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Cone drill bit with threads to drill in hard rock formations?

  1. Aug 12, 2018 at 7:06 AM #1
    i designed a cone drill bit with right hand thread to give friction and grab inside to give pulling force. my question is can this type of cone drill bit drill hard rock formations like normal tricone drill bits with teeth or the cone drill bit will be weak to penetrate hard rock formations .

    Attached Files:

  2. jcsd
  3. Aug 12, 2018 at 8:25 AM #2
    One test is worth a thousand opinions......

    You can easily test your idea. Get a hardened steel screw, such as a drywall screw. Cut the head off, chuck it in a drill, and try it on a rock. Try soft rock first, such as limestone. You will quickly learn if the idea is valid.
  4. Aug 12, 2018 at 9:03 AM #3
    Three cone bits are rarely used these days, in comparison with two decades ago. Fixed cutter bits using Polycrystaline Diamond Compacts are the norm. Durability is a key issue and the PDC provides this. How do you envisage your design offering equivalent durability? What hydraulic design do you intend for cuttings removal?
  5. Aug 12, 2018 at 1:56 PM #4
    i didn't think it all through i was just seeing if the cone will perform like pdc if it is made of same material as pdc drill bits.
    i guess like you said its about durability so if it's made out of pdc then it will work. right?
  6. Aug 13, 2018 at 7:58 AM #5
    I would not give a categorical "no", but there are several issues and potential issues. I'm happy to work through some of these with you, if you wish.

    Now, you cannot make the cone of PDC. That is far to brittle and there is no practical way of adhering the diamond to the supporting bit body. The key word in PDC is Compact. The polycrystaline diamond layer is bonded to a tungsten carbide substrate by means of cobalt, which forms an interlinked phase between diamond and TC. These compacts, which range in size from 8mm - 19mm are then mounted in the body which is either steel or a tungsten carbide matrix material. Since you are targeting hard rocks, the latter would be the appropriate choice.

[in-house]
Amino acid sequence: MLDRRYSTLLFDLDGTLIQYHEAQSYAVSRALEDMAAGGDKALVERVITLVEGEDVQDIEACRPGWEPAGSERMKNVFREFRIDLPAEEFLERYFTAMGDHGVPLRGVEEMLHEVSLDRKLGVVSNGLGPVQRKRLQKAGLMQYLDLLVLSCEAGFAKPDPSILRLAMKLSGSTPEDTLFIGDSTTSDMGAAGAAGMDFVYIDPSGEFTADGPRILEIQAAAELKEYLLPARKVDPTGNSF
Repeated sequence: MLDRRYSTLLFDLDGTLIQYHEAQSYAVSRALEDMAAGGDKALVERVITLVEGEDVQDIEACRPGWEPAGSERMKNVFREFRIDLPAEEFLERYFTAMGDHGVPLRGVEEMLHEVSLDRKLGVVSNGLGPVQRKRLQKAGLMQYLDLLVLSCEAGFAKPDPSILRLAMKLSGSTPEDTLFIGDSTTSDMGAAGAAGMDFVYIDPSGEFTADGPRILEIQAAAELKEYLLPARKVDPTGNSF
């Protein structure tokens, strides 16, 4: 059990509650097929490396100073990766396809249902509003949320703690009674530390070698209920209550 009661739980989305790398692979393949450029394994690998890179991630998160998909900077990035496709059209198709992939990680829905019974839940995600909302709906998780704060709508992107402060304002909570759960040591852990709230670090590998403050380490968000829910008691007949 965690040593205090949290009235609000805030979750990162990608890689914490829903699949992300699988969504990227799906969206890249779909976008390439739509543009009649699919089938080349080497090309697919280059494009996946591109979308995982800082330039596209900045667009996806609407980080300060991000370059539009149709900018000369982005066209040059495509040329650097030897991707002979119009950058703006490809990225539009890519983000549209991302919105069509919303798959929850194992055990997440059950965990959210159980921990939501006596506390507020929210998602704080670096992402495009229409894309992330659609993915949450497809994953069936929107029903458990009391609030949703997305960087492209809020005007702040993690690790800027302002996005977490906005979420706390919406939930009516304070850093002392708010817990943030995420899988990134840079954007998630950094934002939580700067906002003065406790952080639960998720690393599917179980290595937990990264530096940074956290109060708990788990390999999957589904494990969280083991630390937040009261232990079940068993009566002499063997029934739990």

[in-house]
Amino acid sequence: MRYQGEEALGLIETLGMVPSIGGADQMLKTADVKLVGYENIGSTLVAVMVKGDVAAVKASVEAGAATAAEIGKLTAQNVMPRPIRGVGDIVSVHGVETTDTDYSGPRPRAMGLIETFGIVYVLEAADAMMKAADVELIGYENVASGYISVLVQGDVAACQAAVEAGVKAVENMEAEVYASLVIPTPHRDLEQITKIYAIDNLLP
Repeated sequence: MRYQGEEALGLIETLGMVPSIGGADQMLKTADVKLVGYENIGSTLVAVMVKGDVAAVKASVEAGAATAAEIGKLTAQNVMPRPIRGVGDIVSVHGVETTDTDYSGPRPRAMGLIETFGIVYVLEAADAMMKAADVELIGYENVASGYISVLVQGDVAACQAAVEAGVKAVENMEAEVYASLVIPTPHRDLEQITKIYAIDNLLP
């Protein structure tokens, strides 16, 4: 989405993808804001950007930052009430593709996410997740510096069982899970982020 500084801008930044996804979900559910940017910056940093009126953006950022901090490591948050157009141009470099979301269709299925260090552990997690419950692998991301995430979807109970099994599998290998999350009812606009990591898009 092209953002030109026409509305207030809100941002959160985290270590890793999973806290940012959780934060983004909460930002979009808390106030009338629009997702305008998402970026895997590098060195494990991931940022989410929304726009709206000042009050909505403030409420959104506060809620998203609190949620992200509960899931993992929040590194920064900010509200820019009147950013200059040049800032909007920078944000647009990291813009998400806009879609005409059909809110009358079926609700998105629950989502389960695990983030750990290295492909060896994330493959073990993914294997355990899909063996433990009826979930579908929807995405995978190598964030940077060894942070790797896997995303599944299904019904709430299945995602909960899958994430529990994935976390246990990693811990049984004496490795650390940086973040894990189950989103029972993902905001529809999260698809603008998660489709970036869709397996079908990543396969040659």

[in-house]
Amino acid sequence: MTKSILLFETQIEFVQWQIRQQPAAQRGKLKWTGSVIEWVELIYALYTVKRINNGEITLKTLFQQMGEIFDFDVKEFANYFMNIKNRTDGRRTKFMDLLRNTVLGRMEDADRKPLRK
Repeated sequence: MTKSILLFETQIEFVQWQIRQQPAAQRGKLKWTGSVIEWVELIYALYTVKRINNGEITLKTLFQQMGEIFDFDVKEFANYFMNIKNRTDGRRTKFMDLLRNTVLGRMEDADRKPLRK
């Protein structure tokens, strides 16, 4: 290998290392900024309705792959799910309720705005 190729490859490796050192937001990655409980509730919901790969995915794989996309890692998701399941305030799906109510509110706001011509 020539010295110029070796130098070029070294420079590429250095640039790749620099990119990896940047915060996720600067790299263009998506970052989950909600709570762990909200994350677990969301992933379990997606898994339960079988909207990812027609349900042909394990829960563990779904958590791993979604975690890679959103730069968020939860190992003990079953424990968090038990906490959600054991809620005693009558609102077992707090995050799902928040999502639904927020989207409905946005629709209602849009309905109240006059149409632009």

Given all that, one major problem then lies at the point of your cone. This would be protected by a single PDC cutter. Moreover that cutter is presented parallel to the rock so that it drills by grinding, not shearing. One of the major benefits of PDC bits is that they drill by shear. Rocks are, generally, about half as strong when subjected to shear compared with compression. So, even if your point cutter provides adequate duability you have sacrificed rate of penetration. You might consider a chisel shaped cutter, as the technology is now up to producing simple shaped PDC. (The problem is exacerbated by the interbedded character of almost all drilled formations. This means that, at times, the point will be in hard rock and the other cutters in comparatively soft rock. The applied weight on bit will be alomost entirely on that lead cutter, with greatly increased risk of wholesale failure, or at least chipping.)